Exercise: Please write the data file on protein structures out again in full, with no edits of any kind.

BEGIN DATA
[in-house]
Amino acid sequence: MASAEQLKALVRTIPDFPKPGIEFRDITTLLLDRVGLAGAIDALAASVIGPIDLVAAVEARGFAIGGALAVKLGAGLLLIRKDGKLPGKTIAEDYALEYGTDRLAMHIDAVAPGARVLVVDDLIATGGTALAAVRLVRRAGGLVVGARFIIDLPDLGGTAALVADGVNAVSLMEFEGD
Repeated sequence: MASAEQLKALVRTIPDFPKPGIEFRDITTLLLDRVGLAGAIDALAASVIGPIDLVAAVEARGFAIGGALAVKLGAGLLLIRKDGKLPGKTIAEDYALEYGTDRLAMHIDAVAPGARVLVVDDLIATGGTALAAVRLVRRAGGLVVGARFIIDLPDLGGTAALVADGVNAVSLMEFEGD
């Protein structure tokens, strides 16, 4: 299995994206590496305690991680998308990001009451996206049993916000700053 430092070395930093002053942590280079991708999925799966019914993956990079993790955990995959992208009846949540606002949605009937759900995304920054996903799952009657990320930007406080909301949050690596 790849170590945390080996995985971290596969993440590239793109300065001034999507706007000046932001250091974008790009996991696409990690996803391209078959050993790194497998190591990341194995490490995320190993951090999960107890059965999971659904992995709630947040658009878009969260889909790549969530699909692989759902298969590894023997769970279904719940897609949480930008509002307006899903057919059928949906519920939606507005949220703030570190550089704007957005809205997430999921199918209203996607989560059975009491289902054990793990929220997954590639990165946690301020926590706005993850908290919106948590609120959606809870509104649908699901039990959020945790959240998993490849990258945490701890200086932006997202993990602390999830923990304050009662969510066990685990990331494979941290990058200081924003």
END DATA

[in-house]
Amino acid sequence: MASAEQLKALVRTIPDFPKPGIEFRDITTLLLDRVGLAGAIDALAASVIGPIDLVAAVEARGFAIGGALAVKLGAGLLLIRKDGKLPGKTIAEDYALEYGTDRLAMHIDAVAPGARVLVVDDLIATGGTALAAVRLVRRAGGLVVGARFIIDLPDLGGTAALVADGVNAVSLMEFEGD
Repeated sequence: MASAEQLKALVRTIPDFPKPGIEFRDITTLLLDRVGLAGAIDALAASVIGPIDLVAAVEARGFAIGGALAVKLGAGLLLIRKDGKLPGKTIAEDYALEYGTDRLAMHIDAVAPGARVLVVDDLIATGGTALAAVRLVRRAGGLVVGARFIIDLPDLGGTAALVADGVNAVSLMEFEGD
């Protein structure tokens, strides 16, 4: 299995994206590496305690991680998308990001009451996206049993916000700053 430092070395930093002053942590280079991708999925799966019914993956990079993790955990995959992208009846949540606002949605009937759900995304920054996903799952009657990320930007406080909301949050690596 790849170590945390080996995985971290596969993440590239793109300065001034999507706007000046932001250091974008790009996991696409990690996803391209078959050993790194497998190591990341194995490490995320190993951090999960107890059965999971659904992995709630947040658009878009969260889909790549969530699909692989759902298969590894023997769970279904719940897609949480930008509002307006899903057919059928949906519920939606507005949220703030570190550089704007957005809205997430999921199918209203996607989560059975009491289902054990793990929220997954590639990165946690301020926590706005993850908290919106948590609120959606809870509104649908699901039990959020945790959240998993490849990258945490701890200086932006997202993990602390999830923990304050009662969510066990685990990331494979941290990058200081924003």